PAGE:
All-GOP commission has strong mandate to lead

November 13, 1994|By Kerry O'Rourke | Kerry O'Rourke,Sun Staff Writer

Time will tell how the first all-Republican Carroll Board of County Commissioners in 24 years will work together, but

election results show voters wanted a GOP team.

The three Republican candidates won all but one election

district. Democratic incumbent Elmer C. Lippy won in Union Bridge, which has one precinct and 699 voters.

The Republican success in winning county offices mirrored the party's triumph in state and national races. Only one Democrat out of 16 running for office in Carroll districts won in Tuesday's election. Democrat Richard N. Dixon, a 5th District delegate, was elected to a fourth term.

Carroll has 14 election districts and 41 precincts. Of the 64,452 residents registered to vote, 44,426 did so. That put turnout at 68.93 percent, among the highest in the state, according to the county board of elections.

In the commissioner race, the margin between the top vote-getter and third-place finisher was only 693 votes.

Richard T. Yates of Eldersburg finished first with 24,013 votes, or 20.29 percent of the vote; Westminster Mayor W. Benjamin Brown was second with 23,838 votes, or 19.75 percent; and Incumbent Donald I. Dell of Westminster was third with 23,320 votes, or 19.7 percent.

Mr. Yates' victory was his first political win. He ran for commissioner and lost in 1986 and 1990. Tuesday, he won three of the county's largest districts -- Freedom, which covers the Sykesville area; Woolery's, which covers the Finksburg area; and Berrett, which covers Eldersburg.

He also won the Franklin district, which covers the area north of Mount Airy on the western edge of the county and is Carroll's seventh-largest district.

Mr. Yates won his home precinct, Freedom 5th Precinct.

The only South Carroll district he didn't win was Mount Airy. Incumbent Republican Donald I. Dell of Westminster won there.

Mr. Dell, who was elected to a second term, also won in Taneytown, Middleburg, Uniontown, New Windsor and Manchester.

He won his home precinct, Manchester 2nd Precinct.

Mr. Brown won the Carroll district with the most registered voters -- Westminster, which has 13,718 voters. Mr. Brown has been the city's mayor since 1989.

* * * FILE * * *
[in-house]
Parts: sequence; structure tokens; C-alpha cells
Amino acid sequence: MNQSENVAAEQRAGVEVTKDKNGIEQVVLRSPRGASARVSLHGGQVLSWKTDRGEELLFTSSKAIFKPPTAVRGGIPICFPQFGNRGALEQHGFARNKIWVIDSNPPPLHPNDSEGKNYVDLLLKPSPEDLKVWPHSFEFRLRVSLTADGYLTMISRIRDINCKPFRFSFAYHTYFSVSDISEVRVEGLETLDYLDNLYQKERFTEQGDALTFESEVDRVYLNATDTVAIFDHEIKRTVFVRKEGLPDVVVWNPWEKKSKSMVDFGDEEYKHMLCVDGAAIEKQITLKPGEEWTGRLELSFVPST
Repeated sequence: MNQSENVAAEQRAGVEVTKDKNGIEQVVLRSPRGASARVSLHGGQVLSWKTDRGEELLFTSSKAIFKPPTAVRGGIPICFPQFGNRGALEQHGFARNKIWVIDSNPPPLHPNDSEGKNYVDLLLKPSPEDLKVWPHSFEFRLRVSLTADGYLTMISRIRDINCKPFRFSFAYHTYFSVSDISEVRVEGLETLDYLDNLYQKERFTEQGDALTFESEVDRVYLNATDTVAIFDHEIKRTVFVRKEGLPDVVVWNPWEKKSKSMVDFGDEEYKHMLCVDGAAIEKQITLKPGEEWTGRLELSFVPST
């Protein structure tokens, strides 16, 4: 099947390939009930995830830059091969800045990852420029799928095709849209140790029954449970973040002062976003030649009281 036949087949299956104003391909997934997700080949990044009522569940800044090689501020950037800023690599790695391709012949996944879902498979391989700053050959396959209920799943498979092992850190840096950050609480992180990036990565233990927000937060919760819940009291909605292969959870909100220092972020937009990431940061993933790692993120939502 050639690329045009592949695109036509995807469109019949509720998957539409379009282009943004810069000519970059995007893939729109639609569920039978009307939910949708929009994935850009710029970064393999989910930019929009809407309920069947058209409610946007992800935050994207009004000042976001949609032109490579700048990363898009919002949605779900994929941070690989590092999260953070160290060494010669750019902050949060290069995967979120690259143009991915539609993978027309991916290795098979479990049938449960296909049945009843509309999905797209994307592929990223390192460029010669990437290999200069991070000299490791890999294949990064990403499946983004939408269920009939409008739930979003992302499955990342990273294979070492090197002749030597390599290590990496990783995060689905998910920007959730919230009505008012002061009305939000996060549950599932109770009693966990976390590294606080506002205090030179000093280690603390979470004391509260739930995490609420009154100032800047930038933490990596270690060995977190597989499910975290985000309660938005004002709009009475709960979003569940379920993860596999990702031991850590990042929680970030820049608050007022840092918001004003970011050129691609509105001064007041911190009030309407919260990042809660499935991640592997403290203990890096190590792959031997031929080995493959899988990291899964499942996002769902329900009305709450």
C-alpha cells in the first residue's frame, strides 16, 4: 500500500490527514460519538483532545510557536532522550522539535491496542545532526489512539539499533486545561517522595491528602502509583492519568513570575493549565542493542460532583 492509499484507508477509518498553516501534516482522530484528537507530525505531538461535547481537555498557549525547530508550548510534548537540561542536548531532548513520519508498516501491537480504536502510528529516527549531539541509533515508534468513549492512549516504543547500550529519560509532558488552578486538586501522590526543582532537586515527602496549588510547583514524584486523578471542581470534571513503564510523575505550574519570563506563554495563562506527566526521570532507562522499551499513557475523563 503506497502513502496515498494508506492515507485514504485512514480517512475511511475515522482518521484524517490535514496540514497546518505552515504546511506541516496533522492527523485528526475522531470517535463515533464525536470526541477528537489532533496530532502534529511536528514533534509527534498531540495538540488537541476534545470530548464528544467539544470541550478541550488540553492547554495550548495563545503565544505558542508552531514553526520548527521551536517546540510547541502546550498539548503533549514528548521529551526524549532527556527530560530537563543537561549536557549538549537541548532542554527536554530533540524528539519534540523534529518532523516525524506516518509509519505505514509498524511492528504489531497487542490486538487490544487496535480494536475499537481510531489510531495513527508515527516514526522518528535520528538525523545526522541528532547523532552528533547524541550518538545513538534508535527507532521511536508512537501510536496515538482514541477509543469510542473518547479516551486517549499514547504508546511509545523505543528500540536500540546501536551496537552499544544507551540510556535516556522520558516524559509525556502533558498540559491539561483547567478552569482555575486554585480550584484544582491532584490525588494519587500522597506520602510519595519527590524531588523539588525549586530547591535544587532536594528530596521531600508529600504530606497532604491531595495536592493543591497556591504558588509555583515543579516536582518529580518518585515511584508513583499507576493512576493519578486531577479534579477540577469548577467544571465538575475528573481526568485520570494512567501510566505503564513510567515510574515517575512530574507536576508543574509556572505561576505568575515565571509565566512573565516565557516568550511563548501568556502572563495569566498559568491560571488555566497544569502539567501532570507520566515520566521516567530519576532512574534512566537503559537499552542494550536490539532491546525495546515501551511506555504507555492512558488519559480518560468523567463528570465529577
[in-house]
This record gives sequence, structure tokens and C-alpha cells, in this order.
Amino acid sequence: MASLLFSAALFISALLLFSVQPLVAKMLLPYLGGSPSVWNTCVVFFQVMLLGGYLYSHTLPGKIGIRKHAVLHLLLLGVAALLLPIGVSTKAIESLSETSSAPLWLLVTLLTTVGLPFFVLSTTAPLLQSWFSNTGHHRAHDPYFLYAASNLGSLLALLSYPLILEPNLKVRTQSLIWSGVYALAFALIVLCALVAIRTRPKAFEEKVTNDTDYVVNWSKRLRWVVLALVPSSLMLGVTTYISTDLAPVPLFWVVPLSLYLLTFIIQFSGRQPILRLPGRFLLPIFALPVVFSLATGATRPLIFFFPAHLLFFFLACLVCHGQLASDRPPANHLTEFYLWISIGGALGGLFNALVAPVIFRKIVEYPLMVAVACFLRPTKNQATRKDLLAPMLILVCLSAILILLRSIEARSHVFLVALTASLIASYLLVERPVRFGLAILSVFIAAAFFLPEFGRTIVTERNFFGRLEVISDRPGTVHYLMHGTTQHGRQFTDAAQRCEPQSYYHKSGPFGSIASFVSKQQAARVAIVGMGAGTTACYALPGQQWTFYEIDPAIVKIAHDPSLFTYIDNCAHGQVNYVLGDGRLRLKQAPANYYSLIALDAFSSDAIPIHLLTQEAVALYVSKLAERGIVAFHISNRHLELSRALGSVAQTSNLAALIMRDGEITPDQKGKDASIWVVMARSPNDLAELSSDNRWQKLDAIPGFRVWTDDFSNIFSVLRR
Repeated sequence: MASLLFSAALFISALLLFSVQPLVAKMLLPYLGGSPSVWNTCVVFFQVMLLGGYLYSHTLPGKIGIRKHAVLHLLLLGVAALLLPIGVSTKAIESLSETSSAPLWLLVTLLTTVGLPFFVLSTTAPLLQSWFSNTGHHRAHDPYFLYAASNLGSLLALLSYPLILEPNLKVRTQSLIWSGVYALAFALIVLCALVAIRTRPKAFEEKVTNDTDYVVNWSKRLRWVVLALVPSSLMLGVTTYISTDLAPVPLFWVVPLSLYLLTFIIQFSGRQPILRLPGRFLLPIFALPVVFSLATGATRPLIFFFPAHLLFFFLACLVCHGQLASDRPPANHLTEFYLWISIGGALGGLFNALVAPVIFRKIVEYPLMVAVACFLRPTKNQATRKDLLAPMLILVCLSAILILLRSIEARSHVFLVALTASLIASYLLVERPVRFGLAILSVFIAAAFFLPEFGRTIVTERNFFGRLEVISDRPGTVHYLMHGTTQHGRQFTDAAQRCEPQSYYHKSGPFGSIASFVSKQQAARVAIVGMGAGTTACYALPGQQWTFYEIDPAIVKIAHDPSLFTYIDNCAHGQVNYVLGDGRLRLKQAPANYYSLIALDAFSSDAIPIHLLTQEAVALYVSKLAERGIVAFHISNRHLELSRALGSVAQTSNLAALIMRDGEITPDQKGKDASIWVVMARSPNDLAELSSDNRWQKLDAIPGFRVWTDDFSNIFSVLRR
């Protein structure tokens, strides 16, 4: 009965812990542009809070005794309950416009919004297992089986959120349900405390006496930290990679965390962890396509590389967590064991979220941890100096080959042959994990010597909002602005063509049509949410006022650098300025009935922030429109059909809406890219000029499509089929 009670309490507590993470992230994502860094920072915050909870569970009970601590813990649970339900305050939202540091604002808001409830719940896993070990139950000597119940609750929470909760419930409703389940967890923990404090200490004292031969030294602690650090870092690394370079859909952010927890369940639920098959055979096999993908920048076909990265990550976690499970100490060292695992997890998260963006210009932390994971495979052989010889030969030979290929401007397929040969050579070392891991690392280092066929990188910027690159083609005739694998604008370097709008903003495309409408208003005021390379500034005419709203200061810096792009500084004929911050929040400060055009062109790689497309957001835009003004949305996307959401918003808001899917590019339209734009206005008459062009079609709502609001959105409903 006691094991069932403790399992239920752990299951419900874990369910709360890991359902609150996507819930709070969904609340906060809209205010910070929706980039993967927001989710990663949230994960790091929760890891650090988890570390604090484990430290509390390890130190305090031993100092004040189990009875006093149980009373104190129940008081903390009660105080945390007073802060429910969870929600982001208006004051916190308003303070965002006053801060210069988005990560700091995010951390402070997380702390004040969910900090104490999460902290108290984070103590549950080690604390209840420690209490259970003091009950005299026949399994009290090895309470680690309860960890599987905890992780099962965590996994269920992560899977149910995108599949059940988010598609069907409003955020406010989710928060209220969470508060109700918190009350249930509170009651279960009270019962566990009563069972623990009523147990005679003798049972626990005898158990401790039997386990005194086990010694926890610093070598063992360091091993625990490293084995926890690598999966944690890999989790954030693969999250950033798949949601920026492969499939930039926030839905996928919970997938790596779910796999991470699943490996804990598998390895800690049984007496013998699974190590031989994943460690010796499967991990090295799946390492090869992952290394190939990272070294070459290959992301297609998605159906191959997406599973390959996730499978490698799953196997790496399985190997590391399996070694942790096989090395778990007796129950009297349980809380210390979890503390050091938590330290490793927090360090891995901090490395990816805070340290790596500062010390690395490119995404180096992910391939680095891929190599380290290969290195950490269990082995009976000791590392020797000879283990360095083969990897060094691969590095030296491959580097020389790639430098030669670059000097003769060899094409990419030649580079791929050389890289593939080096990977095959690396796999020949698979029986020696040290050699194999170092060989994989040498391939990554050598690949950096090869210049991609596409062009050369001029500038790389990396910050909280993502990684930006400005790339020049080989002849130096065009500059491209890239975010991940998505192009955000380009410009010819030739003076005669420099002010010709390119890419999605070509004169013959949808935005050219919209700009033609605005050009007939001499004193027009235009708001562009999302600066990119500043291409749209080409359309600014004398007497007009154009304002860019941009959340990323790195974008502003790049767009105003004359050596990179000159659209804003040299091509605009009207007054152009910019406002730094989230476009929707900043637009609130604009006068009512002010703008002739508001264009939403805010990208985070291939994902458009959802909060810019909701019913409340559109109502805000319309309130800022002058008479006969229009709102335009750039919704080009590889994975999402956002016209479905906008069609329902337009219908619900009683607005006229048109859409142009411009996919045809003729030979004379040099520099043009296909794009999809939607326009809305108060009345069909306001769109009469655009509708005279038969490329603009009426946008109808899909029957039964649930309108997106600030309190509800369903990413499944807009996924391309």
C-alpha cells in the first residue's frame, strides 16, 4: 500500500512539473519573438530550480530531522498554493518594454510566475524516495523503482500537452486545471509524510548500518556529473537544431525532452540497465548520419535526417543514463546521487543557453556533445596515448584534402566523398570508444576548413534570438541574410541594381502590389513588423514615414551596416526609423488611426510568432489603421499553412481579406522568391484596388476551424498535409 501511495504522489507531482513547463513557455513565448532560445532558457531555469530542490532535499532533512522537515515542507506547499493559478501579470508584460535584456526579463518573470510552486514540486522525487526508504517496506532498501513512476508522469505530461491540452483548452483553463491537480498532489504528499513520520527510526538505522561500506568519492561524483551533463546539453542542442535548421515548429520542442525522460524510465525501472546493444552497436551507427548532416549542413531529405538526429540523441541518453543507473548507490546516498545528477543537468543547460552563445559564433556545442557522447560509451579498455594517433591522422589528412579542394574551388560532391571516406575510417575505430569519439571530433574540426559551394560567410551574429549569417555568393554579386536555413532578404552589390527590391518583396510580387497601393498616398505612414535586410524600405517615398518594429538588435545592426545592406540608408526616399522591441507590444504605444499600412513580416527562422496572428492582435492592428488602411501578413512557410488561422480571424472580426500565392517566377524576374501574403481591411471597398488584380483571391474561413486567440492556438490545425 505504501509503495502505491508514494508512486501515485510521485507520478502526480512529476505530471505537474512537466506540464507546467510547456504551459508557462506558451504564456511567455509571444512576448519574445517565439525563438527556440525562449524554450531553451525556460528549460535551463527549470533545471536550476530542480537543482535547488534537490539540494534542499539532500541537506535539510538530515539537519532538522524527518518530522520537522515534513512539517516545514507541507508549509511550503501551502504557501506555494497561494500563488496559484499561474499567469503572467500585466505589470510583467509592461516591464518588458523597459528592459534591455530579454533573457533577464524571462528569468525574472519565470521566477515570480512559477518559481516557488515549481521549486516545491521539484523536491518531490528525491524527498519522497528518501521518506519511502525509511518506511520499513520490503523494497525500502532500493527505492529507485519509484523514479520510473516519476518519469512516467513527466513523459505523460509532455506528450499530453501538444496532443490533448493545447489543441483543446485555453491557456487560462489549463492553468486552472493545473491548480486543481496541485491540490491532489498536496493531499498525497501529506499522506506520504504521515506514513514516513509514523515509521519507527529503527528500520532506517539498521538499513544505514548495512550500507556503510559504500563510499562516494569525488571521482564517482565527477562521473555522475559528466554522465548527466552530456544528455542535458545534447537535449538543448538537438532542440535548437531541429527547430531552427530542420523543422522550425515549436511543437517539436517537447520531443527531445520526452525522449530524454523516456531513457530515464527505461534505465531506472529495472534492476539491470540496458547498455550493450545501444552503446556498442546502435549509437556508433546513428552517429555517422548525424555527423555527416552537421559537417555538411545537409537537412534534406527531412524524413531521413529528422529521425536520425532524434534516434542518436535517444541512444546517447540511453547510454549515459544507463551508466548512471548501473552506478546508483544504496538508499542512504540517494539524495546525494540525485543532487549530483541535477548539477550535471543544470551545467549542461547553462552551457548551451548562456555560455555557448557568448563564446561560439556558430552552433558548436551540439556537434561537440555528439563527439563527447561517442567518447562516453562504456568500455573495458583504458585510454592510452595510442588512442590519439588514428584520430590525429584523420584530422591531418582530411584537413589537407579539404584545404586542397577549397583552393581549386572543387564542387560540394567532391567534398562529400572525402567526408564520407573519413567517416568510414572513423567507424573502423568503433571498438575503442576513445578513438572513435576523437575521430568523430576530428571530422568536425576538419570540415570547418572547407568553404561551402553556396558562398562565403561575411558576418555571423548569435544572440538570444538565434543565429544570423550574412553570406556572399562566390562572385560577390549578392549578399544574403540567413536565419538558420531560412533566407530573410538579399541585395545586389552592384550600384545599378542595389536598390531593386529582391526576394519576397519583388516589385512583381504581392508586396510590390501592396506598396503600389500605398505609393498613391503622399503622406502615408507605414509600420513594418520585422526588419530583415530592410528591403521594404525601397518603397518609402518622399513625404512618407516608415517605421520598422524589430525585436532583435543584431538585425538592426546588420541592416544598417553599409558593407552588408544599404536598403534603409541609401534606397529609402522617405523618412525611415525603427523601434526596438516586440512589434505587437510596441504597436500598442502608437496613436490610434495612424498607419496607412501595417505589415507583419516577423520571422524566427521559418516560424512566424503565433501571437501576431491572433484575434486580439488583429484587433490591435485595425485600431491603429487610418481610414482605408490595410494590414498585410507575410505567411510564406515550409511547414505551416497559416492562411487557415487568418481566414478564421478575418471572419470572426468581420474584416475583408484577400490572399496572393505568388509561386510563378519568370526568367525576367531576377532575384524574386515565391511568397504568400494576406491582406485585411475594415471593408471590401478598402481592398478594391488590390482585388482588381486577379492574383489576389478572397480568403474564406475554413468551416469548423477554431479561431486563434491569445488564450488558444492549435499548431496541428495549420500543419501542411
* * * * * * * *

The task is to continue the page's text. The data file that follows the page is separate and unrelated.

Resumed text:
He won his home precinct, Westminster 5th Precinct.

The three Republicans will begin their four-year terms Dec. 5.

In the past four years, Mr. Brown and Mr. Dell have been on opposite sides of several issues, including whether the county should start a garbage-collection system or raise its impact fee. Neither has been shy about sparring.

It remains to be seen how they will get along with Mr. Yates, who said he does not know either man well. Mr. Yates is a retired U.S. Department of Defense inspector who promised to use his experience to control government spending.

He also was the top vote-getter in the Republican primary in September.

Of the three Democrats in the race, Mr. Lippy finished with the most votes -- 17,302, or 14.62 percent of the total. He lost his home precinct, Manchester 1st Precinct, to Mr. Dell by three votes.

The loss was Mr. Lippy's first since beginning his political career on the Manchester Town Council in 1985. In addition to one term as a councilman, he served one term as mayor and one term as county commissioner.

"I'm not happy. It's much more fun to win," he said Tuesday.

Westminster City Councilwoman Rebecca A. Orenstein finished second among Democrats. She received 16,632 votes, or 14.05 percent.

She retains her City Council seat; her term expires in May 1995.

"I was very honored to be part of this process. I support our new commissioners," Ms. Orenstein said.

She lost her home precinct, Westminster 2nd Precinct, to Mr. Brown by 114 votes. She was the top vote-getter in the Democratic primary.

Democrat Grover N. "Sam" Sensabaugh finished last in the race. The former two-term Carroll sheriff received 13,629 votes, or 11.51 percent.

He lost his home precinct, Westminster 8th Precinct, by two votes to Mr. Brown and Mr. Dell, who tied for the most votes there.

Mr. Sensabaugh said he is worried that the new board of commissioners will be unbalanced.

"It's a little bit scary. With no checks and balances, it's going to be all one way," Mr. Sensabaugh said.

The current board has two Republicans and one Democrat. In the past 24 years, Democrats controlled the board for one term -- from 1974 to 1978.

Other statistics from the board of elections show:

* Carroll County voter registration between the primary and general increased by 1,299 people, or 2 percent.

* The precinct with the highest turnout was Uniontown Precinct 1, with 73.62 percent. The precinct has 906 registered voters, 667 of whom voted.

* In addition to the commissioner race, Union Bridge also went against the Republican trend by supporting Democrats in these races -- state comptroller, U.S. senator and county sheriff.

* On the three constitutional questions, county residents voted to support the victims rights and Court of Appeals amendments, but voted down the mandatory retirement age for judges amendment.

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